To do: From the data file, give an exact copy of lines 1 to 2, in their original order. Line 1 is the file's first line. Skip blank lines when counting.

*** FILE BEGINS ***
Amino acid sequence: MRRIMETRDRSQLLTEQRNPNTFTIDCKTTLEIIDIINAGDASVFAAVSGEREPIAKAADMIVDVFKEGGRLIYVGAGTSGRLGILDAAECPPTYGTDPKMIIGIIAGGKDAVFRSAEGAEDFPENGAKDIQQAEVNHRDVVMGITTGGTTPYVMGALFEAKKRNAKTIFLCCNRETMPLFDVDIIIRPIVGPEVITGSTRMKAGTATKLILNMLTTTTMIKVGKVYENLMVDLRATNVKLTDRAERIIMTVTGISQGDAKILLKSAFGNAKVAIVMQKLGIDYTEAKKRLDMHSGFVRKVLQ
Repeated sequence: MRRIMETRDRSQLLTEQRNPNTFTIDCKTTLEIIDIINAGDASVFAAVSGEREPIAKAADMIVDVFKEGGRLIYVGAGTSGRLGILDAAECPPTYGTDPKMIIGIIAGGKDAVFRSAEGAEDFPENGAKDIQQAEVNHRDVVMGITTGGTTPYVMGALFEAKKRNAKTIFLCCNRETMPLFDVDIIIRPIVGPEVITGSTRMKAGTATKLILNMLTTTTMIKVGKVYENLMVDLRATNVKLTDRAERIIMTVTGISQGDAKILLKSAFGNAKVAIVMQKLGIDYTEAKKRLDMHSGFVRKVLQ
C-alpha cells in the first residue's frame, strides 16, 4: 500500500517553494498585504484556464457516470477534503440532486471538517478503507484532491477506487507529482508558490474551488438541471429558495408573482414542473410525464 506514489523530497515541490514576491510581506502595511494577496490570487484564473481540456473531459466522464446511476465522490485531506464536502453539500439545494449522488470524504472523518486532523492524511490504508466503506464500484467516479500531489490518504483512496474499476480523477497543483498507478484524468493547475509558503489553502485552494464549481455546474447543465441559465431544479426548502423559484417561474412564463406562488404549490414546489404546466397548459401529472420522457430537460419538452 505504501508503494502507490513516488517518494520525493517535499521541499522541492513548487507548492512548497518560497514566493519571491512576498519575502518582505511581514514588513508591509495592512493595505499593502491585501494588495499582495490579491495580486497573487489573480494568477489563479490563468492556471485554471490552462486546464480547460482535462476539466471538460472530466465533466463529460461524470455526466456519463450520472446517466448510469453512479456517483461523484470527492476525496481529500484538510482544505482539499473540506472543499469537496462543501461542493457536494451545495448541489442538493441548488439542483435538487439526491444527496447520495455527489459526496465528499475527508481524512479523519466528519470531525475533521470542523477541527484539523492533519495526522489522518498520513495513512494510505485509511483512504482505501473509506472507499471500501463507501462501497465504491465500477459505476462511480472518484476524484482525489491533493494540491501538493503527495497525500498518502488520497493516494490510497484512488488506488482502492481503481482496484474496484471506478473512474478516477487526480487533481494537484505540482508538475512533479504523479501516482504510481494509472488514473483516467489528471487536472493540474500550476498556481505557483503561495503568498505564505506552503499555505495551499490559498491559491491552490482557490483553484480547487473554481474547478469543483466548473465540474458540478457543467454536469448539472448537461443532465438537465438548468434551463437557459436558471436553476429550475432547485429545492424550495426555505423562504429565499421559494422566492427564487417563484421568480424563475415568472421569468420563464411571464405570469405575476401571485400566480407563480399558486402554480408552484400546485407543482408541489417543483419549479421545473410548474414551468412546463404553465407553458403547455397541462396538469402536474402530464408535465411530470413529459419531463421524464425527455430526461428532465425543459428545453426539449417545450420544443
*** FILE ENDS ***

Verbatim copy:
Amino acid sequence: MRRIMETRDRSQLLTEQRNPNTFTIDCKTTLEIIDIINAGDASVFAAVSGEREPIAKAADMIVDVFKEGGRLIYVGAGTSGRLGILDAAECPPTYGTDPKMIIGIIAGGKDAVFRSAEGAEDFPENGAKDIQQAEVNHRDVVMGITTGGTTPYVMGALFEAKKRNAKTIFLCCNRETMPLFDVDIIIRPIVGPEVITGSTRMKAGTATKLILNMLTTTTMIKVGKVYENLMVDLRATNVKLTDRAERIIMTVTGISQGDAKILLKSAFGNAKVAIVMQKLGIDYTEAKKRLDMHSGFVRKVLQ
Repeated sequence: MRRIMETRDRSQLLTEQRNPNTFTIDCKTTLEIIDIINAGDASVFAAVSGEREPIAKAADMIVDVFKEGGRLIYVGAGTSGRLGILDAAECPPTYGTDPKMIIGIIAGGKDAVFRSAEGAEDFPENGAKDIQQAEVNHRDVVMGITTGGTTPYVMGALFEAKKRNAKTIFLCCNRETMPLFDVDIIIRPIVGPEVITGSTRMKAGTATKLILNMLTTTTMIKVGKVYENLMVDLRATNVKLTDRAERIIMTVTGISQGDAKILLKSAFGNAKVAIVMQKLGIDYTEAKKRLDMHSGFVRKVLQ